This is why, despite having all the narrative coherence of a Prodigy music video, DC films are artistically miles above Marvel. You heard me. Zack Snyder is a better director when it comes to understanding and challenging the fundamental cinematic language of cinematography, editing, and directing.
Here's an example. Let's say you have a scene where a bomb goes off in a government building and you want to show the effect that has on the world. How would you convey that without any dialogue?
Warner Brothers Pictures
We start on a close-up of the chair exploding, then the room exploding, then the hallway outside the room exploding. Every time, the fire engulfs the screen as the source of it slowly moves from left to right -- giving the quick cuts a feeling of progression. Then we see the building explode, followed by the protesters outside reacting, followed by the people watching it on TV. In seven shots, the event ripples outward in a way that tells a very large story.
Now let's see how Marvel handles the same thing.
We get a wide shot of the truck bomb. Two medium reaction shots, followed by a few other quick reaction shots. And finally a couple more wide shots to most efficiently portray the action. It's aggressively standard, brightly lit, and framed as traditionally as possible. Because as Every Frame A Painting recently pointed out about the franchise's completely unmemorable music, Marvel films are made for safety and efficiency. Each film is designed to fit into a larger episodic franchise, like an episode of a TV show, making it so that no single one can visually stand out in any extreme way.
Even Doctor Strange -- a film with amazingly unique visuals -- still presents those effects with the same commercial cinematography, standard editing, and safe orchestral score the MCU always uses. It's like your old elementary school portrait: There might be some high-priced wicked lazer shit in the background, but it's still the same dimensions and composure as the rest of the class.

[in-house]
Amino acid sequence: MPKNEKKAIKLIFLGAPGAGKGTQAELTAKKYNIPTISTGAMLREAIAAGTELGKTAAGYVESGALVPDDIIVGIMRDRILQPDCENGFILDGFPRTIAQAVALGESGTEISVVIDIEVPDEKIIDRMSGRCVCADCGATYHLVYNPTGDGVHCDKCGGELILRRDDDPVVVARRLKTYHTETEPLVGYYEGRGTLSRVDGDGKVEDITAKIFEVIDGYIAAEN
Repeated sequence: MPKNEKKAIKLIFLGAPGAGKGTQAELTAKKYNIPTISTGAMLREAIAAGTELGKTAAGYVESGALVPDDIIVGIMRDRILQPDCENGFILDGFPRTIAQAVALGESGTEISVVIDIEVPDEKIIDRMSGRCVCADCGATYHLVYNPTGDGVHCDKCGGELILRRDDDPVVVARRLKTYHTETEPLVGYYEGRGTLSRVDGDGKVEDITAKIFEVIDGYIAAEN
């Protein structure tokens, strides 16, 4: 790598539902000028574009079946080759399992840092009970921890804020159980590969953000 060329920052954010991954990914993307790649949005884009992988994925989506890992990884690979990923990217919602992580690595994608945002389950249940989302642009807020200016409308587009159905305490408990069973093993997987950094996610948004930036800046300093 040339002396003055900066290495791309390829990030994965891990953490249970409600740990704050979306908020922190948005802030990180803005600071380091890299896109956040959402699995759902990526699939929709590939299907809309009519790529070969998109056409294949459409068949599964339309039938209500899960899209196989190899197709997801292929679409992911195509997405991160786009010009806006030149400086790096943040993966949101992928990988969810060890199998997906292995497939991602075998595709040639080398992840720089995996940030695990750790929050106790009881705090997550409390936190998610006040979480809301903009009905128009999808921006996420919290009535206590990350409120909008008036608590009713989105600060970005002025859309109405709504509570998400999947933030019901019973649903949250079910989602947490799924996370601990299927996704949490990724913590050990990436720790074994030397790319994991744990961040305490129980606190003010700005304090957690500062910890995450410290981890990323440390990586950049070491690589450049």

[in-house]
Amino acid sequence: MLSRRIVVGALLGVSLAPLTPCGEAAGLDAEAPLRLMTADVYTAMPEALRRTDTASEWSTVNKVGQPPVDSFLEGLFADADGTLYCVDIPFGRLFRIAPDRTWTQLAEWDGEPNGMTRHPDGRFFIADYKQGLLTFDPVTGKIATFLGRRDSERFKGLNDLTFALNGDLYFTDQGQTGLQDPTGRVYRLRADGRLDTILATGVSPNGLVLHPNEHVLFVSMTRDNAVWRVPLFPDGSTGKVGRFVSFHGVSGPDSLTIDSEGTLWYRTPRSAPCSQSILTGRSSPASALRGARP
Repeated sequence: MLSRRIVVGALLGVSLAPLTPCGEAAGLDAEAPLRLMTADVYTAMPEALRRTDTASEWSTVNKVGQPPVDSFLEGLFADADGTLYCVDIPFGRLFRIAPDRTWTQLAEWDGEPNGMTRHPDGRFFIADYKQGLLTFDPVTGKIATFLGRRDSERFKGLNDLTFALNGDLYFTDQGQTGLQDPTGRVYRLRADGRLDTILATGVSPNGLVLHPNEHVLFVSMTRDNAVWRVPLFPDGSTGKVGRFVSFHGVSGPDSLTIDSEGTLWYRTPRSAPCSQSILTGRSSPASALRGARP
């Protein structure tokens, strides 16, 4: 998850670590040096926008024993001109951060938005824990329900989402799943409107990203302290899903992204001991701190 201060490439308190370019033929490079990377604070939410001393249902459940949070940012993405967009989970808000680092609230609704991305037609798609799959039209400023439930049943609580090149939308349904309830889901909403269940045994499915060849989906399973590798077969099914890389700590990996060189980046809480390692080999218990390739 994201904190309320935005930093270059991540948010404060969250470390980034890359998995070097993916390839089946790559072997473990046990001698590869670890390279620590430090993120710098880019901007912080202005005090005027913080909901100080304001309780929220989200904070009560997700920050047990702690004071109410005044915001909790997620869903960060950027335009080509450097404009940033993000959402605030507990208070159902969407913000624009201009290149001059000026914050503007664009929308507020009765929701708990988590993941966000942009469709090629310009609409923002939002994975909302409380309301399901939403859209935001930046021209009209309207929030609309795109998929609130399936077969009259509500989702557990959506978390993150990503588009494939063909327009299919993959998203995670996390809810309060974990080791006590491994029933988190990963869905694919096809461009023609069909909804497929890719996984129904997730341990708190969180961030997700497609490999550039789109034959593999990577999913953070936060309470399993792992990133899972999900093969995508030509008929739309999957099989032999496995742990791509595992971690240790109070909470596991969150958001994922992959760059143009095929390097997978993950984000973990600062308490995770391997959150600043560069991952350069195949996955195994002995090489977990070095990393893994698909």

All that Escher shit in the background, and it's still framed like an episode of NCIS.
And the weirdest part is that I still prefer the Marvel films. Because like most audiences, I'm not watching these films solely for their artistic merits, but rather to escape the never-ending sorrow-gorge that is my waking life. And Marvel is objectively way better at solid narratives, fun characters, and broad entertainment. Only there once was a time where a film could be both fun AND cinematically complex, thanks to all the Spielbergs of the world who are slowly fading away.
It boils down to this: Every director exists on a spectrum between "artistically unique" and "universally appealing." On one end, you have your David Lynches and Terry Gilliams, and at the other are the JJ Abrams and Joss Whedons. Neither side is bad or good, but it's always been my opinion that the best directors exist somewhere in the middle. But now that studios either have to make billion-dollar successes or shoestring indies, that Venn diagram between commercial successes and artsy snobbery has been breaking apart, forcing anyone hoping to see dinosaur murder AND cinematic inspiration into a Sophie's Choice.
Macall B. Polay/HBO
Or a Game Of Thrones fan.
And yes, due to its moderate budget, Sophie's Choice would never get made today without adding some action setpieces and getting Brett Ratner to direct.
David is an editor, columnist, and gloomy-gus for Cracked.com. Cheer him up on Twitter.